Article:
The U.S. Office of Naval Research awarded the GE Global Research team a $9 million, four-year contract to research and develop a faster way to recreate an actual replacement part for an existing part. A spare-parts industry application to find a way to replace the existing old worn-out parts from the navy ships, aircraft and other critical military assets. While the initial focus will be on legacy-parts, the research will eventually be used for other consumer applications as well.
The research will not be limited only to their replacement of existing parts but also to develop new designs for those existing parts thereby enhancing their performance.
The research team will comprise of scientists and engineers from GE Additive, GE Aviation, Lawrence Livermore National Laboratory (LLNL), Honeywell, Penn State, Navy Nuclear Lab (NNL) and the National Center for Defense Manufacturing and Machining (NCDMM). The team will build on GE’s digital twins, which is a learning and evolving digital model of tangible assets or parts which are continuously updated as per the new sensor data made available for its upgradation. Thus it helps in finding the optimum design for the specific application.
This model-based data of the parts in consideration will help in building the upgraded version of the replacement part which is not only digitally qualified but passes through a certifiable process for replicating and 3D printing the old and obsolete parts.
Speaking on the four-year contract, Ade Makinde, Principal Engineer, Additive Technologies at GE Global Research said, “Using GE’s Digital Twin technology, we’re aiming to rapidly speed up the time that parts could be re-engineered or newly created using 3D printing processes. With today’s technology, the process of designing a new part can take years. We think we can reduce that timeframe to weeks, with the unique digital solutions under development.”
Ade Makinde further explained that it is extremely difficult to 3D print a part which was originally designed for and manufactured by traditional manufacturing techniques. He clarified that “The key challenge with industrial 3D printing is being able to additively build a part that mirrors the exact material composition and properties of the original part that was formed through subtractive measures. With the kind of mission-critical equipment the Navy operates, there is no room for deviations in material performance or manufacturing error.”
The average age of an active Navy ship is 17 years but this can exceed depending on the maintenance and the reparations. Parts which were traditionally manufactured for building all the existing ships are majorly not in manufacturing and this makes it additionally difficult to replace the existing failed parts. 3D printing offers the perfect solution to the replacement part industry and companies are now trying to unlock its potential.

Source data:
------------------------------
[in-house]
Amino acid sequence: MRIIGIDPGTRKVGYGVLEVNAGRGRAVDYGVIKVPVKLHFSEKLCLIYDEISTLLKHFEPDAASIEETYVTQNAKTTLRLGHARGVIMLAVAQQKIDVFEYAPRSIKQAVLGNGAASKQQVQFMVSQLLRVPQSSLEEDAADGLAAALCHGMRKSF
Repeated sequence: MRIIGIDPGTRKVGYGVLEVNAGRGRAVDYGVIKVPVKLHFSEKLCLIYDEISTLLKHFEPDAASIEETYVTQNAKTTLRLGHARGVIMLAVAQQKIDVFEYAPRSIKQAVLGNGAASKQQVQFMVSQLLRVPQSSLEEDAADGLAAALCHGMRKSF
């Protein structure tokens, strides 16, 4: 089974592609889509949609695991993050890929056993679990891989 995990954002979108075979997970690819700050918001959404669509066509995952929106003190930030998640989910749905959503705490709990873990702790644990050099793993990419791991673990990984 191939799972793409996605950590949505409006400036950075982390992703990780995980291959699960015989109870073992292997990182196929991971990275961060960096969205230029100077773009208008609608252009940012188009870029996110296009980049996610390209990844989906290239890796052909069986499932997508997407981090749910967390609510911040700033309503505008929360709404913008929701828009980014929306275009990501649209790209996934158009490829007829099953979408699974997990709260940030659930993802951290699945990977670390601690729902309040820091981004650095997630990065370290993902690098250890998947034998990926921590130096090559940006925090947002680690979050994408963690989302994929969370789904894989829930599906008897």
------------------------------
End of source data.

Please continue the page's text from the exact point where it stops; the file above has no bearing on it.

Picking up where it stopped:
GE has been at the forefront of the 3D printing revolution and according to Abe Makinde, “We’re already seeing the proliferation of 3D printing in the automotive sector, which are enabling the manufacture of outdated car parts no longer being made. When it comes to mission-critical assets like Naval ships and aircraft, the bar is higher for producing high-quality parts that encounter much higher stresses and tolerances. But as one of the world’s leading aircraft engine makers that produce and maintain a fleet of 35,000+ jet engines that are in service for decades, we bring a unique understanding and depth of expertise to what kind of digital models are required.”
Lawrence Livermore National Laboratory (LLNL) has had great success in developing some novel 3D printing methods through its continuous research over the years. LLNL’s research in Volumetric Printing and 3D printing of Sub-Micron Features has been commendable.
According to Wayne King, head of LLNL’s Accelerated Certification of Additively Manufactured Metals (ACAMM) project, “We are pleased to have the opportunity to bring our modelling and simulation methods, as well as our expertise in in-situ sensing and monitoring to this project. Part certification has been the focus for us all along, and we think we’ve made considerable progress and gained the confidence of our program engineers and physicists with regards to part quality. This partnership with GE is ideal because it connects us with a major U.S. vendor of metal additive manufacturing machines.”
The four-year contract is divided into two phases. The first phase will focus on the hardware and software developments while the second phase will build the additive manufacturing system which demonstrates the rapid manufacturing of a part’s digital twin and 3D printing of that part using a Direct Metal Laser Melting (DMLM) 3D printer.
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